So Brady will keep trying. Can he play in this game again? He'll need more help at wide receiver. Both of his starters in the Super Bowl, Wes Welker and Deion Branch, are free agents. Even if both men come back, New England could still use a viable deep threat. Fortunately for the Patriots, the 2012 free agent class is ridiculously deep at wide receiver. Some of the best names available include Vincent Jackson, Reggie Wayne, DeSean Jackson, Dwayne Bowe, Marques Colston, Brandon Lloyd, and Robert Meachem. That's 38,778 career yards (more than 22 miles) of receiving production on the open market.

And the champions? Only two starters in New York's offensive lineup (tight end Jake Ballard and offensive tackle Kareem McKenzie) will be free agents, but they have to be concerned about the age of their offensive line. The five starters in the Super Bowl averaged 30.2 years old, and the youngest (Kevin Boothe) will be 29 in July. The Giants could use an infusion of youth here.

But that's for the future. For now, the Giants are Super Bowl champions. And that's really all that matters.

Quarterbacks
Rk
Player
Team
CP/AT
Yds
TD
INT
Total
DYAR
Pass
DYAR
Rush
DYAR
1.
Eli Manning NYG
30/40
300
1
0
129
129
0
Manning's fourth-quarter performance in the Super Bowl: 10-of-14 for 118 yards, seven first downs, 62 DYAR. In his four fourth quarters this postseason (including overtime against San Francisco in the NFC title game), he went 32-of-45 for 339 yards with three touchdowns, three sacks, and no interceptions, good for 181 DYAR. In the Super Bowl, he went 9-for-9 in the first quarter, but he was also sacked twice in that span, and seven of those completions gained less than 10 yards. The NFL's leader in deep passes (16 yards or more past the line of scrimmage) in the regular season, Manning threw only seven such passes in the Super Bowl, completing two of them for 56 yards.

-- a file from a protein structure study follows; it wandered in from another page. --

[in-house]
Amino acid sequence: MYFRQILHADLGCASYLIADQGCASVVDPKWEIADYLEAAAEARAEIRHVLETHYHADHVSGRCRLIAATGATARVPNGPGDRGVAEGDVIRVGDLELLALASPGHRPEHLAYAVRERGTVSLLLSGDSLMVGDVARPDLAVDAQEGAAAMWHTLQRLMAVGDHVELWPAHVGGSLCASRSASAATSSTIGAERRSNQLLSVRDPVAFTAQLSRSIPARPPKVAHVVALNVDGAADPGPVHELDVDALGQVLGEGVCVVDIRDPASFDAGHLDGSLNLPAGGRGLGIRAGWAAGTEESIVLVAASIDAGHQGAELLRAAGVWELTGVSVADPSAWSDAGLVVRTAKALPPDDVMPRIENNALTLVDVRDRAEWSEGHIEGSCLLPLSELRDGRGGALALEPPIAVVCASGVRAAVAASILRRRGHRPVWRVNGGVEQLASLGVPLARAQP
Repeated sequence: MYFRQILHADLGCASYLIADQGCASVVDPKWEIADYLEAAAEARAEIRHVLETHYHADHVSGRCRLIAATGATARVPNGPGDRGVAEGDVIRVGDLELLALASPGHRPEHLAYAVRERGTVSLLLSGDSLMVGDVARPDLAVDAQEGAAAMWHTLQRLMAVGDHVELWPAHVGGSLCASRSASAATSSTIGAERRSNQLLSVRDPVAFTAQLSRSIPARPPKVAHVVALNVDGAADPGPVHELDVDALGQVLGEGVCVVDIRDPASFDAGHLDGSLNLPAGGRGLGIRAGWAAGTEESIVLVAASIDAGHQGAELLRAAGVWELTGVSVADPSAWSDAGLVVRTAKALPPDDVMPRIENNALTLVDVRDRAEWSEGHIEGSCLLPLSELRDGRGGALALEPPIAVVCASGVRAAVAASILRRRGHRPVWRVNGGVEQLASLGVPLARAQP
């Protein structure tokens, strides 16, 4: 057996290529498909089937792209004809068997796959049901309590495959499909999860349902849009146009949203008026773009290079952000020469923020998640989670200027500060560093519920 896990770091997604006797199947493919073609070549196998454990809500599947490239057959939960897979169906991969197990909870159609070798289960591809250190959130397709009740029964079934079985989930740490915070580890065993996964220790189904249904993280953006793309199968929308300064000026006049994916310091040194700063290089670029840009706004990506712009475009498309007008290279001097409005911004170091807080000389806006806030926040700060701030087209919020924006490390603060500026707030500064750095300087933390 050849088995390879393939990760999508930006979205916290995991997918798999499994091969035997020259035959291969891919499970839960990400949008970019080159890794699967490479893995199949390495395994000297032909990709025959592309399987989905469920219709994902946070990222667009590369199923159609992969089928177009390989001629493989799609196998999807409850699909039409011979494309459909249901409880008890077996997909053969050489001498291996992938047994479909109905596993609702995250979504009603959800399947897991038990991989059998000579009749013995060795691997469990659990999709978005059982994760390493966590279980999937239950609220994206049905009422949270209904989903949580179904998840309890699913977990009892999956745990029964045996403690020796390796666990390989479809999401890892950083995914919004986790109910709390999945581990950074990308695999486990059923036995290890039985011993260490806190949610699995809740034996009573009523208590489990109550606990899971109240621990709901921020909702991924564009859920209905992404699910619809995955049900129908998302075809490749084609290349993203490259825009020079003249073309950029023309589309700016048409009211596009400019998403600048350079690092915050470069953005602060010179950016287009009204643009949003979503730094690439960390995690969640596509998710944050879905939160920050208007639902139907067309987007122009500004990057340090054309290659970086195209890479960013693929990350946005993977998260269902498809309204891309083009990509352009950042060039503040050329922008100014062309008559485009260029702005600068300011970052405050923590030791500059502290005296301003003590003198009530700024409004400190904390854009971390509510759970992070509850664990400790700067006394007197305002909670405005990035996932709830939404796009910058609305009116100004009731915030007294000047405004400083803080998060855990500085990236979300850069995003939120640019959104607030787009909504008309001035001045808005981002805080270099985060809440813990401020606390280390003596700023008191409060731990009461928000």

2.
Tom Brady NE
28/40
276
2
1
127
127
0
Brady completed 16 passes in a row between the second and third quarters, for 158 yards and eight first downs (including two touchdowns). Aside from that streak, he went 11-of-25 for 118 yards, with two sacks, one intentional grounding call for a safety, and one interception. He was no better on deep passes than Manning, going 2-of-8 for 40 yards, with the interception and the grounding call both coming on deep passes.
Five most valuable running backs
Rk
Player
Team
Rush
Yds
Rush
TD
Rec
Yds
Rec
TD
Total
DYAR
Rush
DYAR
Rec
DYAR
1.
Danny Woodhead NE
18
0
42
1
36
-6
42
Woodhead rushed seven times for 18 yards, and actually finished below replacement level in rushing DYAR. His longest run was only 6 yards, and he was stuffed for a loss on a second-and-goal carry in the second quarter. However, whenever Tom Brady threw Woodhead the ball, good things happened. He caught all four of the passes thrown his was for a total of 42 yards. One catch was a touchdown on third-and-goal from the 3. Two others were first-down plays for 11 and 19 yards. And the fourth was an 8-yard gain on first-and-10.
2.
BenJarvus Green-Ellis NE
44
0
15
0
15
12
3
Green-Ellis’ first carry of the second half gained 17 yards. His other nine carries averaged 3.0 yards each, and he ended up with only three first downs and two stuffs for a loss. He was also thrown three passes: a 7-yard gain on second-and-11; an 8-yard gain on first down; and an incompletion on second-and-8.
3.
Ahmad Bradshaw NYG
74
1
19
0
7
8
-1